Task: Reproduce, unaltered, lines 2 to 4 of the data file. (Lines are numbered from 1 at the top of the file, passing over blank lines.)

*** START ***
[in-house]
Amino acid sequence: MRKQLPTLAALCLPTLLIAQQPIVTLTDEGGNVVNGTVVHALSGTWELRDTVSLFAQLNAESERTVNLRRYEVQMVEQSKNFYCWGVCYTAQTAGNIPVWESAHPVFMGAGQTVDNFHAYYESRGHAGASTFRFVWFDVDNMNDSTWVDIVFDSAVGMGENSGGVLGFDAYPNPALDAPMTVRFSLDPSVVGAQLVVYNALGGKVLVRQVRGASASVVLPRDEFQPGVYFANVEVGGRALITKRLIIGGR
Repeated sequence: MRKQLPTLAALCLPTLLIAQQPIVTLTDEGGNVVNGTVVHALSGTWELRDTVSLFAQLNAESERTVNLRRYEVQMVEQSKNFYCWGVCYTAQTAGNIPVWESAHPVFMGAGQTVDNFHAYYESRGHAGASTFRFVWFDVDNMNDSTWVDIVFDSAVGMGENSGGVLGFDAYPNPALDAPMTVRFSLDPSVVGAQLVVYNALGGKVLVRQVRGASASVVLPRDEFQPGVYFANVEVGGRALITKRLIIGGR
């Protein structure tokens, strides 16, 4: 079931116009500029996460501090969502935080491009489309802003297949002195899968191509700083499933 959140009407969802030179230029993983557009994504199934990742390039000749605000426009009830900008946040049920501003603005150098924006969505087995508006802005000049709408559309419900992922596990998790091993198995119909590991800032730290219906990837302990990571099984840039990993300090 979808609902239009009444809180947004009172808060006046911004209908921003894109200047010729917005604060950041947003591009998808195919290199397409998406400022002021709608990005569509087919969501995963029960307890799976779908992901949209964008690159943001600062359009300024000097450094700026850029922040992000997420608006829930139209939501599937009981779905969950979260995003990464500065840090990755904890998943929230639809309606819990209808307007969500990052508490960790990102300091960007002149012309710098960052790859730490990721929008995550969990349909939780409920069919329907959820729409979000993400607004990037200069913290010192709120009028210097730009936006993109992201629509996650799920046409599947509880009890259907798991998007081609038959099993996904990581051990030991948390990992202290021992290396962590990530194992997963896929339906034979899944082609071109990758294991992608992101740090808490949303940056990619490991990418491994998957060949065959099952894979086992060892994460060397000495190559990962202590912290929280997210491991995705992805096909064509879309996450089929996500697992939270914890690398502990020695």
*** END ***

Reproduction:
Amino acid sequence: MRKQLPTLAALCLPTLLIAQQPIVTLTDEGGNVVNGTVVHALSGTWELRDTVSLFAQLNAESERTVNLRRYEVQMVEQSKNFYCWGVCYTAQTAGNIPVWESAHPVFMGAGQTVDNFHAYYESRGHAGASTFRFVWFDVDNMNDSTWVDIVFDSAVGMGENSGGVLGFDAYPNPALDAPMTVRFSLDPSVVGAQLVVYNALGGKVLVRQVRGASASVVLPRDEFQPGVYFANVEVGGRALITKRLIIGGR
Repeated sequence: MRKQLPTLAALCLPTLLIAQQPIVTLTDEGGNVVNGTVVHALSGTWELRDTVSLFAQLNAESERTVNLRRYEVQMVEQSKNFYCWGVCYTAQTAGNIPVWESAHPVFMGAGQTVDNFHAYYESRGHAGASTFRFVWFDVDNMNDSTWVDIVFDSAVGMGENSGGVLGFDAYPNPALDAPMTVRFSLDPSVVGAQLVVYNALGGKVLVRQVRGASASVVLPRDEFQPGVYFANVEVGGRALITKRLIIGGR
């Protein structure tokens, strides 16, 4: 079931116009500029996460501090969502935080491009489309802003297949002195899968191509700083499933 959140009407969802030179230029993983557009994504199934990742390039000749605000426009009830900008946040049920501003603005150098924006969505087995508006802005000049709408559309419900992922596990998790091993198995119909590991800032730290219906990837302990990571099984840039990993300090 979808609902239009009444809180947004009172808060006046911004209908921003894109200047010729917005604060950041947003591009998808195919290199397409998406400022002021709608990005569509087919969501995963029960307890799976779908992901949209964008690159943001600062359009300024000097450094700026850029922040992000997420608006829930139209939501599937009981779905969950979260995003990464500065840090990755904890998943929230639809309606819990209808307007969500990052508490960790990102300091960007002149012309710098960052790859730490990721929008995550969990349909939780409920069919329907959820729409979000993400607004990037200069913290010192709120009028210097730009936006993109992201629509996650799920046409599947509880009890259907798991998007081609038959099993996904990581051990030991948390990992202290021992290396962590990530194992997963896929339906034979899944082609071109990758294991992608992101740090808490949303940056990619490991990418491994998957060949065959099952894979086992060892994460060397000495190559990962202590912290929280997210491991995705992805096909064509879309996450089929996500697992939270914890690398502990020695």